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Stir Crazy: Cocktails in Quarantine

Macbeth was so “of the moment” when he quoth that bit about tomorrow and tomorrow and tomorrow creeping in its petty pace from day to day. He must have been huffing micro-droplets to conjure such a crystal vision of social isolation in the pandemic. You can scroll through the Bryant calendar until the last syllable of recorded time without bumping over anything but a now-cancelled dental appointment and “turn clk bk 1 hr.” In this featureless social landscape, cocktail hour at our house is no longer an option—it’s an anchor. It’s an event you can count on. It’s conversation and refreshment as the sun drops below the trees. It’s an opportunity to see if we, as a couple, continue to share our deep understanding of what day of the week it is. 

If we could have foreseen, like squirrels gathering nuts for winter, that our stockpile of cocktail ingredients would need to outlast global catastrophe, I wouldn’t be shaking an empty Angostura bottle over a forlorn Manhattan that will forever lack complexity. This dwindling of standard ingredients has forced a gradual parting from the canon of classic cocktails, but it has also brought the excitement of stepping into new terrain. I’m no longer an acolyte reverently following a near-monastic tradition; now, I feel like I’m stepping out of the sheltering forest into the open savanna, hunting and gathering with nothing but a sharp stick and reed basket. And, in fact, it’s outdoors where I’ve found the best flavors.

Garden herbs such as basil, tarragon, rosemary, fennel and mint can be muddled in the bottom of your mixing glass to lend an exotic note to any concoction. You’ll have to play with proportions: Use mint and basil by the handful; easy with the rosemary and tarragon. Muddled cucumber and celery, too, add subtle flavor and even a little texture. But that’s just a start. Think of our present circumstances as license to loosen up. Do anything; get messy. Be Jackson Pollack, not Vermeer. 

Besides muddling, another easy way to add character to a drink is by infusing simple syrup. Simple syrup is as easy as its name implies: Combine equal parts sugar and water, then boil until the sugar dissolves. But here’s the thing: You can add any herb or spice you fancy. After the sugar dissolves, let it steep for a couple of hours, then strain into a container. It can last up to a month in the fridge. My neighbors, Allan and Jen, have made delicious infusions using mimosa puffs and magnolia, honeysuckle and kudzu blossoms. Or try infusing some cardamom pods or star anise from the spice cabinet. A teaspoon of infusion can even make a bland vodka tonic memorable.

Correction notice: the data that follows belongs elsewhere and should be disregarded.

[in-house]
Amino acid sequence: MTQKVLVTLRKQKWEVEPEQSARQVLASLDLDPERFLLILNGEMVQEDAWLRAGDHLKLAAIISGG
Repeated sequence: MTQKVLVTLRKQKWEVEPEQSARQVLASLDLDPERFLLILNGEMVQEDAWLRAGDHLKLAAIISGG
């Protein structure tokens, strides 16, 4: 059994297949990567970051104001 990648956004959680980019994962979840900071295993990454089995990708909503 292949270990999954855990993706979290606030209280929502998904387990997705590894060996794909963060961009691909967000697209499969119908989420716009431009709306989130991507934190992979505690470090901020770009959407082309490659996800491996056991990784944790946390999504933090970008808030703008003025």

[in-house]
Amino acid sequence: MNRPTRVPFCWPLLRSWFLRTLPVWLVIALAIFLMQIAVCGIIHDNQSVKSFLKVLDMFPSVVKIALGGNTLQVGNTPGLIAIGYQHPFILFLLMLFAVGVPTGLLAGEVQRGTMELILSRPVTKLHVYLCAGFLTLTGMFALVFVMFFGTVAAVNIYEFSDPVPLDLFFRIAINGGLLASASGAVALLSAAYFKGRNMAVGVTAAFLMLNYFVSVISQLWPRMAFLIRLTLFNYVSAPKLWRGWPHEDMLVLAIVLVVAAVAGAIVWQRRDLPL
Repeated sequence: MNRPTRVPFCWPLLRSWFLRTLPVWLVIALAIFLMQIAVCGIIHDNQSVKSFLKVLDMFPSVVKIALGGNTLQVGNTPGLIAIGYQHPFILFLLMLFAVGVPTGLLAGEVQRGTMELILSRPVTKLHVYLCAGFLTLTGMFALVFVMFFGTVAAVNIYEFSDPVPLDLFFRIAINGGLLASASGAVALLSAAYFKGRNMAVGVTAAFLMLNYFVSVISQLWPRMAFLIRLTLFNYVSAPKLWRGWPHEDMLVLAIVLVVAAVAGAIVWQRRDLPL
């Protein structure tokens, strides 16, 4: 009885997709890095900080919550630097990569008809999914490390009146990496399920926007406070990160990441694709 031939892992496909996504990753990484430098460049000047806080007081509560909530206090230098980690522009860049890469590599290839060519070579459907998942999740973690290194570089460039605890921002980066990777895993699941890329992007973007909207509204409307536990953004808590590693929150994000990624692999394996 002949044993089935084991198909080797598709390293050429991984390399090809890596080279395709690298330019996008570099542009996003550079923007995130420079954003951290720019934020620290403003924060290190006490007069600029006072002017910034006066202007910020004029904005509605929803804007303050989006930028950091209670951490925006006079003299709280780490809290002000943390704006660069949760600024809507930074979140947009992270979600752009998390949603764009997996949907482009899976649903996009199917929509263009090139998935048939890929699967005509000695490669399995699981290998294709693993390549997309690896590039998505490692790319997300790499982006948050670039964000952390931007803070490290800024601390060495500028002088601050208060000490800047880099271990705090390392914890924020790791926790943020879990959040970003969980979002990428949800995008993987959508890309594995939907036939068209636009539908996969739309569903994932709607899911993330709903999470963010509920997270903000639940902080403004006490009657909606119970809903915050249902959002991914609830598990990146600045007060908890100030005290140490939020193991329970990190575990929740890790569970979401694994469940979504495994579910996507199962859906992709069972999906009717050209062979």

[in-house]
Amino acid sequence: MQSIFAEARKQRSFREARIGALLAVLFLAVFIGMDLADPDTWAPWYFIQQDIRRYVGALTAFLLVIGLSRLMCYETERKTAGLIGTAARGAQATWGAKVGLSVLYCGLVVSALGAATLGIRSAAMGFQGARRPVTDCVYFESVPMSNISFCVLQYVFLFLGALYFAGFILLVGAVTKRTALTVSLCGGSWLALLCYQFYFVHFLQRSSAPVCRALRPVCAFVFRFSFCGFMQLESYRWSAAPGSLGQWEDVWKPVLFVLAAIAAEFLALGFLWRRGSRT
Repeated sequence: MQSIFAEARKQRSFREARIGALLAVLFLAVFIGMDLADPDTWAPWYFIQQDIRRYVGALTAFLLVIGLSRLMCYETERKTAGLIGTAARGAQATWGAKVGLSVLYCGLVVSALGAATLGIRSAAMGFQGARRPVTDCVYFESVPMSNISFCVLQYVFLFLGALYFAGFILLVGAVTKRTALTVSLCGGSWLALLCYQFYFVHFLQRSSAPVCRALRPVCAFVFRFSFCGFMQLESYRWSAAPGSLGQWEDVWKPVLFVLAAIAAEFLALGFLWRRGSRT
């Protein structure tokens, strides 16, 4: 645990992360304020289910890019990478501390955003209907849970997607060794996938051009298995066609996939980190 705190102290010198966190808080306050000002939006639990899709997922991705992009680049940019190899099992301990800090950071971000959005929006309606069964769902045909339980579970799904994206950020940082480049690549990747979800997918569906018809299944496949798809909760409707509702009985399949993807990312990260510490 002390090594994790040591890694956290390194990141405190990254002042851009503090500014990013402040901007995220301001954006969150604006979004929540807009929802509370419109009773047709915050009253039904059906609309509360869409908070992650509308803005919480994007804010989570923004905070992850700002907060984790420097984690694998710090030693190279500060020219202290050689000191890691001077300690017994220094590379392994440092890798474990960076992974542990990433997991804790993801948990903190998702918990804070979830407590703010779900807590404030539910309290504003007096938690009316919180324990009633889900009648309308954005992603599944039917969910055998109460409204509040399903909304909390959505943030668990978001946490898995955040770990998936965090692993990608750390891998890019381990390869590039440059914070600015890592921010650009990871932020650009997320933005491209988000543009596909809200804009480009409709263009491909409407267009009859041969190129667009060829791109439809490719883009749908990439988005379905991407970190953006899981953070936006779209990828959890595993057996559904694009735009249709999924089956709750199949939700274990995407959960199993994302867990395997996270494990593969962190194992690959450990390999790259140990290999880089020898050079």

Another fun way to generate a cocktail is to go ur: Take a cocktail you like and abstract its general principle. Many cocktails are built on the formula of two parts liquor, one part sour, and one part sweet. A classic example is the Margarita: two parts tequila, one part lime juice, one part triple sec (a sweet orange liqueur). My wife, Cassie, recently succeeded with this formula by starting with gin, adding lime for sour, ginger liqueur for sweet, and, then, in a moment of inspiration, a dash of cardamom bitters. Wow! It’s like an evening of Asian fusion at Momofuku in a glass.

I have lately been playing with cranking up the contradictory flavors of hot and cold in the same drink. I start by muddling a good handful of mint and five or six fresh jalapeno rounds in the bottom of my shaker, then I build a drink on top of that. So far, my favorite has been with rum, lemon and honey. Shake, strain, serve straight up, garnished with a basil flower. Sure, it burns, but then you suck in and the mint cools your tongue. 

Please note that these are the musings of an enthusiast, not a professional. For the duration of the pandemic, I’m operating on the assumption that one’s gustatory aesthetic is more elastic than cocktail books and the classic canon admit. But when the “all clear” horn finally sounds and a trip to the liquor store no longer requires risk/benefit analysis, I’m sure I’ll come crawling back to Sazeracs, Negronis and Manhattans. On that day, the Bryants will throw a huge-ass cocktail party in cramped, enclosed quarters where we can all enjoy the thing we never imagined we’d miss—each others’ sweet and sour breath.